So along with the reservoir of political support that came to Obama through his close ties with Jeremiah Wright, Father Michael Pfleger, and other Chicago black churches, Chicago ACORN appears to have played a major role in Obama's political advance. Sure enough, a bit of digging into Obama's years in the Illinois State Senate indicates strong concern with ACORN's signature issues, as well as meetings with ACORN and the introduction by Obama of ACORN-friendly legislation on the living wage and banking practices. You begin to wonder whether, in his Springfield days, Obama might have best been characterized as "the Senator from ACORN."
Although it's been noted in an important story by John Fund, and in a long Obama background piece in the New York Times, more attention needs to be paid to possible links between Obama and ACORN during the period of Obama's service on the boards of two charitable foundations, the Woods Fund and the Joyce Foundation.
According to the New York Times, Obama's memberships on those foundation boards, "allowed him to help direct tens of millions of dollars in grants" to various liberal organizations, including Chicago ACORN, "whose endorsement Obama sought and won in his State Senate race." As best as I can tell (and this needs to be checked out more fully), ACORN maintains both political and "non-partisan" arms. Obama not only sought and received the endorsement of ACORN's political arm in his local campaigns, he recently accepted ACORN's endorsement for the presidency, in pursuit of which he reminded ACORN officials of his long-standing ties to the group.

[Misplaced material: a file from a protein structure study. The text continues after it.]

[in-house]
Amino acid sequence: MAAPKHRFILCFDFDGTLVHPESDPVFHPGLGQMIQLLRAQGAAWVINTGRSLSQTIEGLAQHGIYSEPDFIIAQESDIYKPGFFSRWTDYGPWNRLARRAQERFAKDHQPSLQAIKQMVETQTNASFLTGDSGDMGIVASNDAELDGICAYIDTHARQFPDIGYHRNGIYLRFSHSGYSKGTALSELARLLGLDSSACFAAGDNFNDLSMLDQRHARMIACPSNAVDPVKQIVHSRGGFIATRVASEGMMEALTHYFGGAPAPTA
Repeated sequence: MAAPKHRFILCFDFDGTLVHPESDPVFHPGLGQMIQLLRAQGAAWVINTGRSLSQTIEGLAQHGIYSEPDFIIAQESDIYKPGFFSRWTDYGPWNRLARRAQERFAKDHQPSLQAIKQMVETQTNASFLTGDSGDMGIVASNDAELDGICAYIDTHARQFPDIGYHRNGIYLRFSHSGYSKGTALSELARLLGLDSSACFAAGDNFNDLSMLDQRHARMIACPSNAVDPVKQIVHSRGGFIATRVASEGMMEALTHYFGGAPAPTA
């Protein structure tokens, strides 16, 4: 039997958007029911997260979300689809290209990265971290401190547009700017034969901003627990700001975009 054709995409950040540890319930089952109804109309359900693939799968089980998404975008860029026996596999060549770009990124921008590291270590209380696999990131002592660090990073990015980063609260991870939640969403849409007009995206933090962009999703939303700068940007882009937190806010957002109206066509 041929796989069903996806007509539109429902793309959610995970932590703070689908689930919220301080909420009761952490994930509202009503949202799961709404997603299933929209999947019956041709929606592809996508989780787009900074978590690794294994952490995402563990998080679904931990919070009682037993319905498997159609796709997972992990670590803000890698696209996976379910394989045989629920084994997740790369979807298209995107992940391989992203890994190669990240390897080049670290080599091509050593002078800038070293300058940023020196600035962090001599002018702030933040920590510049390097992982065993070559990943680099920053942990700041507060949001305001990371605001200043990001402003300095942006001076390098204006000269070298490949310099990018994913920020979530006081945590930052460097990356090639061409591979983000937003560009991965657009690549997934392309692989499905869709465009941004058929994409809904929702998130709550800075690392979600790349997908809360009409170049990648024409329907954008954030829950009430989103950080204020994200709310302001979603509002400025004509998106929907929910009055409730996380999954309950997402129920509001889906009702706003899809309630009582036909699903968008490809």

Supposedly, ACORN's political arm is segregated from its "non-partisan" registration and get-out-the-vote efforts, but after reading Foulkes' case study, this non-partisanship is exceedingly difficult to discern. As I understand, it would be illegal for Obama to sit on a foundation board and direct money to an organization that openly served as his key get-out-the-vote volunteers on Election Day. I'm not saying Obama crossed a legal line here: Based on Foulkes' account, ACORN's get-out-the-vote drive most likely observed the technicalities of "non-partisanship."
Nevertheless, the possibilities suggested by a combined reading of the New York Times piece and the Foulkes article are disturbing. While keeping within the technicalities of the law, Obama may have been able to direct substantial foundation money to his organized political supporters. I offer no settled conclusion, but the matter certainly warrants further investigation and discussion. Obama is supposed to be the man who transcends partisanship. Has he instead used his post at an allegedly non-partisan foundation to direct money to a supposedly non-partisan group, in pursuit of what are in fact nakedly partisan and personal ends? I have no final answer, but the question needs to be pursued further.